Kentucky candle factory search and rescue operations underwayMAYFIELD, KENTUCKY - DECEMBER 13: An aerial view of debris and structural damage is seen at the Mayfield Consumer Products candle factory as search and rescue operations underway after tornadoes hit Mayfield, Kentucky on December 13, 2021. (Photo by Tayfun Coskun/Anadolu Agency via Getty Images)
The remains of the Mayfield Consumer Products candle factory. Photograph: Anadolu Agency/Getty Images
  • Workers at a Kentucky candle factory have said they pleaded with managers to be allowed to leave as a deadly tornado barrelled towards them last weekend – but say they were told they would be fired if they left their posts. Seventy-four people died in Kentucky, including eight at the candle factory.

  • The most powerful storm yet this season is pummelling California, dumping several feet of snow on the Sierra Nevada mountaintops. The deluge was a welcome relief from dry conditions, but wreaked havoc on roads, caused power outages, and raised the threats of mudslides in areas scarred by wildfires.

  • Firefighters have rescued 350 people who were trapped on the roof of a shopping centre and office complex at the World Trade Centre in Hong Kong after a fire broke out in one of the city’s busiest shopping districts. Eight people were taken to hospital after a blaze reportedly started in an electrical switch room.

  • A Nasa spacecraft has officially “touched” the sun, plunging through the unexplored solar atmosphere known as the corona. Scientists announced the news yesterday during a meeting of the American Geophysical Union.

  • A judge said the secret 2008 settlement between Virginia Giuffre and Jeffrey Epstein should be made public this month barring an objection by Epstein’s estate. A lawyer for Britain’s Prince Andrew has argued that the deal also shields the prince from a separate claim brought against the prince by Giuffre this year.

Don’t miss this: the court artist who drew Ghislaine Maxwell drawing her back

Ghislaine Maxwell turns to sketch court sketch artist Jane Rosenberg during her trial
Ghislaine Maxwell turns to sketch court sketch artist Jane Rosenberg during her trial. Photograph: Jane Rosenberg/Reuters

Pastel drawings don’t typically go viral on the internet. But this month, thousands of Twitter users were mesmerized by a courtroom artist’s sketch of Ghislaine Maxwell – the alleged sex-trafficking accomplice of Jeffrey Epstein – staring at the artist and sketching back. “I thought this was funny at first but it’s starting to haunt me,” one person tweeted. Jane Rosenberg, the professional courtroom artist who has been sketching Maxwell, tells the Guardian about her strange and fascinating job.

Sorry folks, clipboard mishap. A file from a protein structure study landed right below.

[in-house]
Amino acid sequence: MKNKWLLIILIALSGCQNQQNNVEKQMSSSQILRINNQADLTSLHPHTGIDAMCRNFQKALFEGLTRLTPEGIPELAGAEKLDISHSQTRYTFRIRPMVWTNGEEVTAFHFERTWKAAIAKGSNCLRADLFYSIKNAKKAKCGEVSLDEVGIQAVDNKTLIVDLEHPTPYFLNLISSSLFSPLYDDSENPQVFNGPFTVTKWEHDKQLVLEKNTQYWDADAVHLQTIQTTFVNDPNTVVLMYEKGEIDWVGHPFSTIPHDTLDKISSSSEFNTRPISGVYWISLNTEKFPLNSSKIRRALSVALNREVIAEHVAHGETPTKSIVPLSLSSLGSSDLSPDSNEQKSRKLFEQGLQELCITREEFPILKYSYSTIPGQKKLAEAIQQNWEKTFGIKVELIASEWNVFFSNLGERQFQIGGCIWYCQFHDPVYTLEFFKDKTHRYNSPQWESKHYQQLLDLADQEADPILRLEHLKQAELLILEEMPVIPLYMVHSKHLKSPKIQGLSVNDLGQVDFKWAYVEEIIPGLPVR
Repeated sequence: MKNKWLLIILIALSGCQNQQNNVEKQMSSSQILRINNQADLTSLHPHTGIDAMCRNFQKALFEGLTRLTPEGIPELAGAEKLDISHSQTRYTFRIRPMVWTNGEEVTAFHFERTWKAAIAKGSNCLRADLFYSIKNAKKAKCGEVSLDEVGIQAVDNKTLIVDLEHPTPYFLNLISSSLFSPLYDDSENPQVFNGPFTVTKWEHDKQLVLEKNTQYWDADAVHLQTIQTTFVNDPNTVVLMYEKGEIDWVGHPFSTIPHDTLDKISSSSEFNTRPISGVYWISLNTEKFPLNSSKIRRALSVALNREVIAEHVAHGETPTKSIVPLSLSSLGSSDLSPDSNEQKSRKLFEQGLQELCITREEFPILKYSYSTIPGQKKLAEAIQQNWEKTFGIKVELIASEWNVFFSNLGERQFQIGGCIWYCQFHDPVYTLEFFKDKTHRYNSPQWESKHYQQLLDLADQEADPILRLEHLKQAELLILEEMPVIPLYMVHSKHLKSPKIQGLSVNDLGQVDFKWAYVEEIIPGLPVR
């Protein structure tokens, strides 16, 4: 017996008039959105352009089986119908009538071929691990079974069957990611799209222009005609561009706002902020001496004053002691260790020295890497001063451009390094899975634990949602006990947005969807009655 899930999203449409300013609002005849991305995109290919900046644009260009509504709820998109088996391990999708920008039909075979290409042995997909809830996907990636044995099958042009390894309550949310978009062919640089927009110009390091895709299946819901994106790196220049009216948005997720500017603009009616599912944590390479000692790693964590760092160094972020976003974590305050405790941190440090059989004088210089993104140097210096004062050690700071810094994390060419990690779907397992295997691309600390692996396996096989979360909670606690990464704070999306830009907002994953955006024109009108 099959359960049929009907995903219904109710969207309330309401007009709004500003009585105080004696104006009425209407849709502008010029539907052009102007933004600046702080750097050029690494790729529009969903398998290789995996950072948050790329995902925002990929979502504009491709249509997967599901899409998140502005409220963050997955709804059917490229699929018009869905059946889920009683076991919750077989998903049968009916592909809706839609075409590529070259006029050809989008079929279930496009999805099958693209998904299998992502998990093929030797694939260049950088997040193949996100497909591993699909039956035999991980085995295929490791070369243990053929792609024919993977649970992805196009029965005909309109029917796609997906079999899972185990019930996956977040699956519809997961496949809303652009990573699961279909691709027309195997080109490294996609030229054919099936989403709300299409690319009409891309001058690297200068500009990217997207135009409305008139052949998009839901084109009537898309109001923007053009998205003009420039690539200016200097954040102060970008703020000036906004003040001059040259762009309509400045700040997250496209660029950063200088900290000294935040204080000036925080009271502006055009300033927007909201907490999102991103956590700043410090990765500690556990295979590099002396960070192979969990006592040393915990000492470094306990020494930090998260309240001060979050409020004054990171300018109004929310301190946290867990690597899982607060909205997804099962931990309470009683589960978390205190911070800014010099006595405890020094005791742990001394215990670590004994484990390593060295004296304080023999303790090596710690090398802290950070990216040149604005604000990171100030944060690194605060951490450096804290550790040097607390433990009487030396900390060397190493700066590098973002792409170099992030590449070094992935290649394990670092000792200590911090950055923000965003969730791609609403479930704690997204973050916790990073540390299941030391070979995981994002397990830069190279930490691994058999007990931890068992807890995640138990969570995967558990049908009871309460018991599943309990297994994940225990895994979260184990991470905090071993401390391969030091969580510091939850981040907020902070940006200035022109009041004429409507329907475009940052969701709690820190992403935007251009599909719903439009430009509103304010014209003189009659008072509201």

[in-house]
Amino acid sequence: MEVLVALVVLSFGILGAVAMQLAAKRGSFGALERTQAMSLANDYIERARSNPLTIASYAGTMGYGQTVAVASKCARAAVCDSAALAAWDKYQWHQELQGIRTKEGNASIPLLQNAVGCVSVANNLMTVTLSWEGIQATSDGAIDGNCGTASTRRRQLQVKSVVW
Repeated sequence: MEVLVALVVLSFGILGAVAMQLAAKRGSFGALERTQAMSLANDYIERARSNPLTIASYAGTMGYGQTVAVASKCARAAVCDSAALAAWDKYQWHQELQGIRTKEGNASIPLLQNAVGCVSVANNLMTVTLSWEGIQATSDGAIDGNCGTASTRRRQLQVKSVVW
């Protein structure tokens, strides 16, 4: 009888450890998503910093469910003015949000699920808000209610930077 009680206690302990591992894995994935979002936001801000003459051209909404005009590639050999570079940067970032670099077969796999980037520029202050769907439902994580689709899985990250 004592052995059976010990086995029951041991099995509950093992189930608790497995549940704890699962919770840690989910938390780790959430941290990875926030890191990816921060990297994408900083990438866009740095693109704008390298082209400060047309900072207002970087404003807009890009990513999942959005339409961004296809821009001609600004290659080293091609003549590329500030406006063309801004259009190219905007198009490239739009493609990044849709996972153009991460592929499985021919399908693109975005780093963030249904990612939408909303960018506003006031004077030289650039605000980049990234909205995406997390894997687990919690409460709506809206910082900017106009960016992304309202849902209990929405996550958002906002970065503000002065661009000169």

Climate check: People of color breathe more of six common types of air pollution, US study finds

Industrial Air PollutionToned monchrome image with billowing smoke coming from two chimneys. Please note that limited film grain has been added during image processing.
Racial disparities exceed differences in income and persist in every state in spite of overall improvements in air quality. Photograph: georgeclerk/Getty Images

How much air pollution are you exposed to in your daily life? The answer may depend on the color of your skin, says a study. The study published in Environmental Health Perspectives found that, no matter which of the main types of air pollutants you look at, people of color are breathing more of it. And while great progress has been made in reducing deadly pollutants in the air in the US over recent decades, the racial disparities have persisted.

Last Thing: Magnus Carlsen may opt against world chess defence due to lack of motivation

FIDE World Chess Championshipepa09634569 Defending champion Magnus Carlsen of Norway reacts during a press conference after winning the FIDE World Chess Championship against Ian Nepomniachtchi of Russia at the EXPO 2020 Dubai in Dubai, United Arab Emirates, 10 December 2021. EPA/YOSHUA ARIAS
Magnus Carlsen is already the highest ranked chess player in history. Photograph: Yoshua Arias/EPA

Magnus Carlsen says he is ready to shock the chess world by giving up his world championship title – because defending it no longer motivates him. The five-time world champion retained the title in emphatic style in Dubai last week, crushing his Russian challenger Ian Nepomniachtchi 7½-3½, but now says he has other priorities. “It’s been clear to me for most of the year that this world championship should be the last,” he said. “It doesn’t mean as much any more as it once did.”